1) There is a push for “smart” cities which includes installing microcells on lamp posts or on streetlights. This has been done without considering or informing residents about the radiation that is emitted by each and every one. People are often unaware of the potential for invasion of privacy and threat to security from hacking, etc. Major projects have failed once people become informed. Now the push is to inform, but will the information be accurate and complete?
U.S. Department Provides “measurement framework to help local leaders assess the impacts of smart city technologies”
“The dissolution of high-profile smart city efforts like San Diego’s smart streetlights program and Sidewalk Labs’ controversial Quayside project in Toronto shows residents’ skepticism of certain smart city projects or technologies. “My advice for cities is that this is the time where you have to be extra cautious about being very transparent about what we’re doing,” Caldwell said. Cities must engage the public, he said, which often goes counter to how smart cities originally functioned.”
2) I’ve shared this report before, but Dr. Timothy Schoechle, whom many of you met a couple of years ago when he and Dr. Martin Pall gave presentations here in BC, continues to educate and engage about the benefits of wired connections vs. wireless. He is an expert on this topic and has offered his book online for all to read for free. It can be downloaded at the bottom of this page. We need to help him and ourselves by not only promoting his book but by pushing our communities to consider one of his most important points: local networks are safer and more efficient. Control of the infrastructure, via small local networks, will prevent major catastrophe in the event of a destructive cyber attack which Russia and other countries are capable of carrying out.
NEW REPORT: “Re-Inventing Wires: The Future of Landlines and Networks
“5G and the Internet of Things (IoT) are engines of forced obsolescence, intended to create lucrative public demand for more millions of new chips, apps, wireless devices and appliances. The Internet of Things (IoT) will also enable commercial interests to collect huge troves of data about the most intimate details of our lives, details that can be sold and/or captured by botnets. When critical systems are linked to remote actuators and/or cloud-based software, those links can become vulnerable, inadequate or inappropriate. IoT also raises many health and safety issues, such as what if a stove or oven is activated by a cell phone when something flammable is nearby? Or a hacker in China finds a way to control door locks, furnaces or the national grid system? The very concept of a wireless Internet of Things must be considered for what it is—in large part an unnecessary technology looking for a market and wireless industry cash cow.”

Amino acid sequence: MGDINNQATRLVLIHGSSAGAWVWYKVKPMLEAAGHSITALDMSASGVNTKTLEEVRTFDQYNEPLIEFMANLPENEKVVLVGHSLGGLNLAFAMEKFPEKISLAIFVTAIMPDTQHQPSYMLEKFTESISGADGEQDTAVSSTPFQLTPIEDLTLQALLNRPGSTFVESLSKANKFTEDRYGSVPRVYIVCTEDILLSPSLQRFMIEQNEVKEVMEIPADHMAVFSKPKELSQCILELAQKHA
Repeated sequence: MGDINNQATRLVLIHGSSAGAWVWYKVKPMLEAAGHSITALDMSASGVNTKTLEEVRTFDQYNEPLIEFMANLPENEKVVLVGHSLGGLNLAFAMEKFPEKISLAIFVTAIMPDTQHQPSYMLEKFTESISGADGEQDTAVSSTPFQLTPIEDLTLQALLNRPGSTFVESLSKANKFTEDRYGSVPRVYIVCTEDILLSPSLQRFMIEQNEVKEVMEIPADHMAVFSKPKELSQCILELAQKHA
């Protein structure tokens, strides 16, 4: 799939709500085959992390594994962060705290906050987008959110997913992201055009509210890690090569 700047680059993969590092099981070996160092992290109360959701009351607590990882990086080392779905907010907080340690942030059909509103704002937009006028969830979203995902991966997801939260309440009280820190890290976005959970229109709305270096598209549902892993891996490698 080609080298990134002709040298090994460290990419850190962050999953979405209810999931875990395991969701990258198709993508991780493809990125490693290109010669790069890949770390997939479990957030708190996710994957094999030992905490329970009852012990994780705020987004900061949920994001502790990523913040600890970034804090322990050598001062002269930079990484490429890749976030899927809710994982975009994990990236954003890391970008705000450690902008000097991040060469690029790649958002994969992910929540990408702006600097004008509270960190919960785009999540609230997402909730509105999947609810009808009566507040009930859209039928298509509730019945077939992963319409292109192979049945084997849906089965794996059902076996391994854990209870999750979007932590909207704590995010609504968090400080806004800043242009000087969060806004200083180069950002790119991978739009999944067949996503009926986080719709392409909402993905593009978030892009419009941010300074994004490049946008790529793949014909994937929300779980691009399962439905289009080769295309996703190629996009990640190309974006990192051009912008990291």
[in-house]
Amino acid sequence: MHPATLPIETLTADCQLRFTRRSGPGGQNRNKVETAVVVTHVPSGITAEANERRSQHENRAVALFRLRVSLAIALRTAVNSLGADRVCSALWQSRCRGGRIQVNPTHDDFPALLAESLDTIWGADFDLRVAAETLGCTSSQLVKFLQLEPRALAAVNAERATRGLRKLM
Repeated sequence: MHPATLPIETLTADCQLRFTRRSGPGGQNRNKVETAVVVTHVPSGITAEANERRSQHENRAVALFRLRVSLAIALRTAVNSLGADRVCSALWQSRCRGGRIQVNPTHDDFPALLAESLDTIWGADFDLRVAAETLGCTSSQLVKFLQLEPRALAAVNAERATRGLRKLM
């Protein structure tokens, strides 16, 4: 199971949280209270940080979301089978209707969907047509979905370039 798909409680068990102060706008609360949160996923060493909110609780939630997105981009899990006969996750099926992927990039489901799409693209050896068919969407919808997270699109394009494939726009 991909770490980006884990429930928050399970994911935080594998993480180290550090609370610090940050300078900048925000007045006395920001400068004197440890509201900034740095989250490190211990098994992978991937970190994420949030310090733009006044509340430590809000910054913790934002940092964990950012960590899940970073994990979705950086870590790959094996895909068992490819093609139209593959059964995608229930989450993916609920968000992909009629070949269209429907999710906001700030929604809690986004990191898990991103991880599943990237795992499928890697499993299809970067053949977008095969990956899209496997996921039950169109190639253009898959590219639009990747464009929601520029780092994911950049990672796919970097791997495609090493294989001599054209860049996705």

3) All of our modern gadgets and tools, such as computers, contain material that can pollute waterways and air if it isn’t recycled in a responsible manner. Katie Singer again reports on people who are making a difference. All of Katie Singer’s and Miguel Coma’s reports are available at: www.ourweb.tech/letters .
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Eric Lundgren: how to prevent waste and make money
When consumers don’t reduce consumption
“In the old way of capitalism,” Lundgren says, “we mastered manufacturing, marketing and consuming. We focused on profits and ignored the trash. New capitalists,” he continues, “recognize that the Earth’s resources are finite. I’m done with single-use products. I’m ready for manufacturers to focus on long-term goals—and use only biodegradable materials or that can be repurposed into new things.”…
“In the old way of capitalism,” Lundgren says, “we mastered manufacturing, marketing and consuming. We focused on profits and ignored the trash. New capitalists,” he continues, “recognize that the Earth’s resources are finite. I’m done with single-use products. I’m ready for manufacturers to focus on long-term goals—and use only biodegradable materials or that can be repurposed into new things.”
Sharon Noble, Director, Coalition to Stop Smart Meters
“We have always found the Irish a bit odd. They refuse to be English.” Winston Churchill